Project Morpheus, Sony's PlayStation 4 virtual reality helmet, is much better than expected

Opinion

The challenge with Sony’s virtual reality headset Project Morpheus, and even Oculus was upfront about this fact, is to do virtual reality well.

The post-Oculus world has a minimum level of quality for virtual reality that new products have to at least match, if not clear, and Sony’s push into console-based virtual reality could poison the well for other companies if their high-profile hardware isn’t up to the task.

Luckily, it works well. Very well.

Going inside

The headset itself looks like it was sneezed on by a character from Tron, and it rests on the top of your head before you tighten straps to keep it in place. The optics can be moved towards or away from your head, I was able to keep my glasses on and still be comfortable, and the unit was pleasantly lightweight. It didn’t take long before I forgot I was wearing it so I could focus on the scene.

The first demo put you inside a diving cage, and you have a flare gun that you can use to scare away schools of fish. A shark swims around, and ultimately attacks you, and it’s hard to keep your balance while the cage is moving around you. They pulled off a neat trick with positional tracking; you can look down at your feet and your knees bend if you move up and down. It added to the sense of presence, a key factor in whether virtual reality works for the user.

It’s not all perfect, though. There was some light bleed from under the screen that could be distracting, although you’ll likely not notice it once the game begins. The field of view is also less than perfect, you can see black bars to the left and right of your eyes. It’s not terrible, but when you combine it with the light from the bottom of the screen it can become very clear that you’re not perfectly immersed in the game.

It added to the sense of presence, a key factor in whether virtual reality works for the user

The next demo used the Move controls to slap around a medieval dummy in armor, and you could pick up swords to cut off the dummy's legs, arms and head. You could pick up the sword, hold the dummy's arm, slice through the shoulder with the sword and then throw the useless limb away. I felt like a butcher, and tried to cut off the dummy's head so I could throw it into the air to hit like a baseball. It didn't quite work, but it was a fun experiment.

That's the other problem: The Move controllers work very well the majority of the time, but in the course of playing the demo the calibration failed enough times to be frustration. It's very strange in virtual reality to feel like your hands in the game are your hands in real life, and that feeling is handled very well, until there is a glitch and your hand jumps five feet in the wrong direction. It takes you completely out of the experience, and can almost make you sick.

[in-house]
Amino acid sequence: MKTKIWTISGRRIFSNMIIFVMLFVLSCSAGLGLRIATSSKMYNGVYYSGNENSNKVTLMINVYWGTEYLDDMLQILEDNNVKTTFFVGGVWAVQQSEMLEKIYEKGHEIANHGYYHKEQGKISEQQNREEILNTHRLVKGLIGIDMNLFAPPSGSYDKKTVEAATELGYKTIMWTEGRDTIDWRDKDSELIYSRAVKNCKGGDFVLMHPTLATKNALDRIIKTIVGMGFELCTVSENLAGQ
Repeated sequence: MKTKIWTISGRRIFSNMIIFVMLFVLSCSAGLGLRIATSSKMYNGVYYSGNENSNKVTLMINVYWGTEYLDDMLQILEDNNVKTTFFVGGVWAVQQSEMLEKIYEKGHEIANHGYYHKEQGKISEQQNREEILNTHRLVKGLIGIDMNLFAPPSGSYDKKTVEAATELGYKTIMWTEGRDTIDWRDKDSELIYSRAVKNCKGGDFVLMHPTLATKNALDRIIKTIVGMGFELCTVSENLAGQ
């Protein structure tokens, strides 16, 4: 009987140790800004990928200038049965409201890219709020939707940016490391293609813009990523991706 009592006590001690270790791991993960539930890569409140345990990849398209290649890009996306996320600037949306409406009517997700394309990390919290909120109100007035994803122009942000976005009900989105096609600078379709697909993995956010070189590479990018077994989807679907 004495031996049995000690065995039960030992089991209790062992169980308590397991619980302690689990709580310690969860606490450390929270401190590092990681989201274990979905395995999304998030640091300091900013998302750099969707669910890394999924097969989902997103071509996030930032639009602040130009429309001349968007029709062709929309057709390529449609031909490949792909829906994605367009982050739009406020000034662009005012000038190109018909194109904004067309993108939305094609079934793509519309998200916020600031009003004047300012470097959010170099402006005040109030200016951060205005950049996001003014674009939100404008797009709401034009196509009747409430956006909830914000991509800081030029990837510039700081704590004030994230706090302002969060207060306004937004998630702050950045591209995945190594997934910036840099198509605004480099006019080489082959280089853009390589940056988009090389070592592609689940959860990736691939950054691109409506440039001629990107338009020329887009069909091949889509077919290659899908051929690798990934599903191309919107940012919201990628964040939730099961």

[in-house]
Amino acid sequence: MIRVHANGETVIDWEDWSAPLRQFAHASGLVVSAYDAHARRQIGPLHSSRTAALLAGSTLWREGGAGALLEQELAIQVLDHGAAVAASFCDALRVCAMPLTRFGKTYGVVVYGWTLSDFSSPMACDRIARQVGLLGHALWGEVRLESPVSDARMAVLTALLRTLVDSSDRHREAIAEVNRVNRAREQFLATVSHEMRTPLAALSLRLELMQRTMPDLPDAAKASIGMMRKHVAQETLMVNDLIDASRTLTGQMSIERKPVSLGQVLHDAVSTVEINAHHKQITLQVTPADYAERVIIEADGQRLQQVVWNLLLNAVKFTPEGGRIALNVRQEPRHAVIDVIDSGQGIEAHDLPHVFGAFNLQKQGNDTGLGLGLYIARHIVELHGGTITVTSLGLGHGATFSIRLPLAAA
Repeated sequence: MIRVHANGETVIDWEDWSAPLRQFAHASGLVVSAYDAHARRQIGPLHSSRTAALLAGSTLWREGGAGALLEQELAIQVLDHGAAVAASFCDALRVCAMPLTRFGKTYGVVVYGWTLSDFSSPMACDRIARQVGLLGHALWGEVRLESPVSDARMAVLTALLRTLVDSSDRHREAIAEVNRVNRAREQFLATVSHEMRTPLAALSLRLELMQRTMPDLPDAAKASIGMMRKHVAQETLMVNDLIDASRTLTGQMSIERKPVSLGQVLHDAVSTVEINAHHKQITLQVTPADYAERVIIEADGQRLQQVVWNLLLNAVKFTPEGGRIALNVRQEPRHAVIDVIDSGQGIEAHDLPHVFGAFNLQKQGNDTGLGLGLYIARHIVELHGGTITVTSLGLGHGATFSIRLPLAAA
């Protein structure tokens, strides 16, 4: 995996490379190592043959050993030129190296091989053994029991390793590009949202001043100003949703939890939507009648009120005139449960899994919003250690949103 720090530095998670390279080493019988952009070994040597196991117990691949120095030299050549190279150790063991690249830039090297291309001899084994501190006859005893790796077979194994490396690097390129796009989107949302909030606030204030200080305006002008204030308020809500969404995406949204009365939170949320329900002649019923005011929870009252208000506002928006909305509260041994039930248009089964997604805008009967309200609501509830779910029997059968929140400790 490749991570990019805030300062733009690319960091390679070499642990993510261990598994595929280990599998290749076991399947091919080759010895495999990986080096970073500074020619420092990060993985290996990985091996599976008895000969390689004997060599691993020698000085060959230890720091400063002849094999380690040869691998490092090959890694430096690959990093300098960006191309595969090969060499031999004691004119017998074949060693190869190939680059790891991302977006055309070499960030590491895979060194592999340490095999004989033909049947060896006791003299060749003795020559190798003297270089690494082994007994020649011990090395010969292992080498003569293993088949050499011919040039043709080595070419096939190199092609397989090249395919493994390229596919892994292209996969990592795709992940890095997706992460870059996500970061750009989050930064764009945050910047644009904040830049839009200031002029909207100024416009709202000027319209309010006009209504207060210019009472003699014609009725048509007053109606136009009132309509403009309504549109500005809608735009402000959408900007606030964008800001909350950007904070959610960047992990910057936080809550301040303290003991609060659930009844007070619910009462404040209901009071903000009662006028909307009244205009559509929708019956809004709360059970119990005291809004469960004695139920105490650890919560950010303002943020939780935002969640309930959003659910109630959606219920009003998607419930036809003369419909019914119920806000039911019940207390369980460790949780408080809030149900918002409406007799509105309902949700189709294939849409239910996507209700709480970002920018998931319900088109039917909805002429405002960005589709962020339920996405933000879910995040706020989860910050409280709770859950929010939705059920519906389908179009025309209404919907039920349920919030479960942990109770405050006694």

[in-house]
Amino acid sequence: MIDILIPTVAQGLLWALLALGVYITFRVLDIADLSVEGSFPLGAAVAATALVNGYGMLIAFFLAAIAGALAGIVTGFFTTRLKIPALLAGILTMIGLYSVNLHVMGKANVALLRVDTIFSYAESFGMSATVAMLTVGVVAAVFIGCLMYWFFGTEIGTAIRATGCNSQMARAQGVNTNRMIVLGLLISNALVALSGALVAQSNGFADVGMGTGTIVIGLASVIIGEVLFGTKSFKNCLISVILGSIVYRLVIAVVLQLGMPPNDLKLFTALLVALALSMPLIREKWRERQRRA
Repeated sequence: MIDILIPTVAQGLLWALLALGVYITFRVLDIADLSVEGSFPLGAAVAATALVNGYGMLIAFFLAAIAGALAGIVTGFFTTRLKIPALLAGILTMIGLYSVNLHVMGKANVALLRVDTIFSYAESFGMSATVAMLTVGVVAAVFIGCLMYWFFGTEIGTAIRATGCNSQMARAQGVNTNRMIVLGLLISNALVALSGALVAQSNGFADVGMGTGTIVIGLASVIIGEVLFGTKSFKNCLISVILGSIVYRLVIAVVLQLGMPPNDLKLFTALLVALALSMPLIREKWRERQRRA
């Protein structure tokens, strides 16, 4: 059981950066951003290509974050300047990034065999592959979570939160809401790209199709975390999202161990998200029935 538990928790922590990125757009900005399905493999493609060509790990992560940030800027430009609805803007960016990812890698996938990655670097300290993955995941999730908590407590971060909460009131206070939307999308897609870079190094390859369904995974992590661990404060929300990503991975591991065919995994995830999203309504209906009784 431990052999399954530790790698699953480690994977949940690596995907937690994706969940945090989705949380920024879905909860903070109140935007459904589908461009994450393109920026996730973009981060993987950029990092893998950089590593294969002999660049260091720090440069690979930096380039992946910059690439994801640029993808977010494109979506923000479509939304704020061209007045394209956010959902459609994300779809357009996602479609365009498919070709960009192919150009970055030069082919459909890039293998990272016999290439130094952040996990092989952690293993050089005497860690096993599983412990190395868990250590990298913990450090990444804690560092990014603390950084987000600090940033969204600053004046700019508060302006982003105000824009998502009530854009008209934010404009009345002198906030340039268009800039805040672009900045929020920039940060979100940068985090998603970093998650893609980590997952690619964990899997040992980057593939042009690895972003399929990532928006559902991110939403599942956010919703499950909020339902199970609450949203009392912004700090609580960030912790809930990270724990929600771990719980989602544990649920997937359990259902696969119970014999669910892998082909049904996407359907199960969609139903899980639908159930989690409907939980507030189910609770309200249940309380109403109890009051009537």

The other interesting bit is that Sony showed two demos where you're standing up. They encourage you to bounce up and down, to take a step or two in any direction. The Rift is often demoed as a sit down experience, and Sony seems to be very comfortable having you on your feet, allowing for much more motion.

The Move controllers, or the PlayStation 4 controllers with their built-in lights and the PlayStation camera, may not be up to the task of becoming high-precision positional tracking devices. This is also the first time the hardware has been shown to the public, and there's no solid release date, so there's plenty of room for these things to be improved.

The headset itself is also ... conspicuous. It's comfortable while worn, but it's covered in lights, and combined with the light from the controllers you can start to feel like you're inside a very strange rave. It's not a problem once you're inside the game, but it can be very strange to watch someone flail around with lighted controllers while their head is also covered in lights. Those lights are most likely used for calibration with the camera, but they make the helmet feel like a prop from a Daft Punk video.

These are nit picks though, and they can be adjusted or fixed for the final version. Sony's challenge was to prove that it could do virtual reality as well as the Oculus Rift, and they passed that test with ease.

The display looks wonderful, the demos were running at 60 frames per second, the screens looked just about as good as the Rift Development Kit 2, and the issues with light bleed and field of view can be fixed with a different fitting around the eyes and a slightly different display.

Sony has nailed the hard parts of virtual reality, and now it's just a matter of finishing the hardware and shoring up software support. Based on these early demos, they're onto something special.

The views expressed in this article are those of the author and do not necessarily represent the views of, and should not be attributed to, Polygon as an organization.

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